That's another thing about all of this that makes me mad. Not only do I feel forced to participate in these competitions, but when I do, I am judged by the very people who I am trying to avoid. Thankfully, I was lucky in that I got a good trio of judges today - two practicing attorneys and one respectable member of the board. But I heard some comments that were made by upperclassmen that, if they were made to me, I would probably be in jail right now. It's the same jerks who I fear turning in to so badly that I don't even want to compete who are judging us and making comments that are absolutely insane, and it is this attitude that is at the heart of this rant. What gives you the right, Mr. 3L, to belittle someone who is making a legal argument for the first time in their life. Just because you are on the moot court board and have a couple years of law school under your belt, you have the right to tear a poor 1L to shreds? I don't think so. I thought the whole purpose of this competition was to help 1Ls improve their oral advocacy skills. How is that purpose served when the upperclassmen judges' idea of constructive criticism is saying things to competitors that is so insensitive that they will never want to compete again.

It isn't just the student run skills boards that piss me off, either. I get the same feeling everywhere I turn in the school, from the top down. Like I said before, if I don't want to be a super-lawyer at a big time firm, I might as well not even be here. But it's not just that. This is something that E. Spat hit on in one of her posts a week or so ago, and I have been thinking about it ever since. I am an average student. Middle of the curve. By definition, the majority of the class is going to be in the same boat as me. But everything I see and everything I hear, whether from the student organizations or the administration or the career development office makes me think, "I'm not in the top 10%, why should I even bother?" I feel like everyone here caters to the top of the class and the rest of us might as well pack it up and go home. You might say that they earned their spot at the top and they deserve the benefit of that, but I say that the grading here is so arbitrary, how can you honestly compare people based on four exams. I mean, can you really say that a professor can honestly and fairly discriminate among 73 three hour long essay exams? And furthermore, the top 10% coming out of the school that I go to are not going to have any trouble getting the job that they want. Doesn't that mean that the school should be helping the other 90% get the jobs that they want? I guess the answer to this is that the top 10% have the most potential to get jobs at the most prestigious firms, which in turn will get the school rich alumni and good numbers in the US News rankings, so the school is going to go out of there way to help them and to hell with the rest of us who won't be able to make any donations on our government salaries anyway.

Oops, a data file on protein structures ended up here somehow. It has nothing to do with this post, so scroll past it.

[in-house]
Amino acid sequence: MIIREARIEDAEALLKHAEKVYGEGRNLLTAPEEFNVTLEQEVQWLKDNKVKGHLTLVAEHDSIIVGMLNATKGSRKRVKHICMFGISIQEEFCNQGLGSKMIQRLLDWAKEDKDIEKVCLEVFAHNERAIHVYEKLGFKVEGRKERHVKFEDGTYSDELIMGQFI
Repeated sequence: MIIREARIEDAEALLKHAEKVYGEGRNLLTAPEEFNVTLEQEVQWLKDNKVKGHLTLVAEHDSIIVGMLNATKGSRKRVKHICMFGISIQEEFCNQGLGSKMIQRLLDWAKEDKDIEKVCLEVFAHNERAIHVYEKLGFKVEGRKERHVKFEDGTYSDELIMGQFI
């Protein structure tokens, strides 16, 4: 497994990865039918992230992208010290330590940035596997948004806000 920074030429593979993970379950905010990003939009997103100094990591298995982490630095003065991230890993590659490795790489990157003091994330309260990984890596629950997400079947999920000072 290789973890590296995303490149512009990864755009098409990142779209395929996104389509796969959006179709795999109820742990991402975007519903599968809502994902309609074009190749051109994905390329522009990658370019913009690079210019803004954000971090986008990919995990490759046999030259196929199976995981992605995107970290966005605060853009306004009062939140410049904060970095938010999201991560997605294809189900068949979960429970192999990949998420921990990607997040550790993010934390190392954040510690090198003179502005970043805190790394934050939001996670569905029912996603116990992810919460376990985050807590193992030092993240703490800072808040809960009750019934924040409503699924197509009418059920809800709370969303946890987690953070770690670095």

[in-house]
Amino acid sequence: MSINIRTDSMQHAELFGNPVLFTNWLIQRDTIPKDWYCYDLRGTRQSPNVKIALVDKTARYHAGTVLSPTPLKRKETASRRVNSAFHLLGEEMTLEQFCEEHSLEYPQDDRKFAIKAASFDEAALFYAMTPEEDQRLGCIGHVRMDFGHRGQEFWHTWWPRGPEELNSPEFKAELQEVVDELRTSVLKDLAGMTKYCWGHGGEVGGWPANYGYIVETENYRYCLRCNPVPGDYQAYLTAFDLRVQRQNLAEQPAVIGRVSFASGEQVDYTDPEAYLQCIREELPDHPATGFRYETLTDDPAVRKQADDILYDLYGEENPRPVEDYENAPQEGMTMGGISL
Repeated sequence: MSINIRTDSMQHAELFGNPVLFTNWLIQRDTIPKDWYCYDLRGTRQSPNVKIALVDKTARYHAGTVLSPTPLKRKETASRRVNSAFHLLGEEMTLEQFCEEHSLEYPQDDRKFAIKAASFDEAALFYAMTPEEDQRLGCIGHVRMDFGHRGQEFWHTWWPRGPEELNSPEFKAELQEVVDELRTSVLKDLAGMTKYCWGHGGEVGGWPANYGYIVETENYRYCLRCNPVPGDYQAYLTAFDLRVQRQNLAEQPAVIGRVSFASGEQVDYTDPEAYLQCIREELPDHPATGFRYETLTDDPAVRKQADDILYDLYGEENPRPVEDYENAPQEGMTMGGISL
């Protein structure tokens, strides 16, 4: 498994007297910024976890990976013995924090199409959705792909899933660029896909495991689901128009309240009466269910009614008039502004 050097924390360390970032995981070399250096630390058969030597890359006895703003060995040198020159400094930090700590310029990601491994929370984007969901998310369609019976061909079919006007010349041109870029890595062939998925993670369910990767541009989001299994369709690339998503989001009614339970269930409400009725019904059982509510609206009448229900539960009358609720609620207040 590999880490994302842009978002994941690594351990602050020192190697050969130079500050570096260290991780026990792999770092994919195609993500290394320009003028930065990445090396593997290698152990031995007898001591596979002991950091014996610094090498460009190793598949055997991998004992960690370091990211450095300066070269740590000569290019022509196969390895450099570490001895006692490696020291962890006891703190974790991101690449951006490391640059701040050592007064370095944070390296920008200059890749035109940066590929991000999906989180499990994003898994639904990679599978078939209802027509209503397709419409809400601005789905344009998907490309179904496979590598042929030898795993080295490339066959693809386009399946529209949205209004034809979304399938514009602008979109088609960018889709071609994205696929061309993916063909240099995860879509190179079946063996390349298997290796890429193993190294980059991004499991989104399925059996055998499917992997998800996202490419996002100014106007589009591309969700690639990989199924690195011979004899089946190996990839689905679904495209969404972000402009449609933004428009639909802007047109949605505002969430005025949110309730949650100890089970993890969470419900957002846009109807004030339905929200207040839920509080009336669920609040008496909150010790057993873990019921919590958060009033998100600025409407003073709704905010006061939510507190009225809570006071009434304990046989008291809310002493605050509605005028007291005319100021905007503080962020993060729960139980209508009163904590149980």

The thing that really pisses me off is that all of this is the worst if you want to get a job in the academic world. That is something that really interests me - something that I would really enjoy and that I could really feel like my work is making an impact. It is the area that, to me at least, seems like it could have the greatest effect in changing all of this crazy nonsense. Unfortunately, the system seems to be worse here than it is even at big law firms. The impression that I get is, based on the grades that I got in my first four classes, and the impact they will have on me not making a journal, I can already pretty much kiss being a law professor goodbye. Don't worry about the person's personality or their desire to teach and share with and help a generation of students coming up through the ranks. No, let's just look at their GPA from a top five school and the articles they have written, because the fact that you graduated at the top of your class at Harvard and wrote an 80 page article where you ramble on about God knows what directly correlates to your ability to teach a law school class.

i don't want to be a number. i don't want to be a line on my resume. I want to be me, and I want people to see me for who I am and for what I have the potential to accomplish. Is that too much to ask? Based on the intelligence and academic background of the people in my chosen profession, you think we would be able to figure that out sooner or later. Well, I'm not going to hold my breath.

I really like my law school classes but - Spice said it right earlier tonight - I fucking hate law school.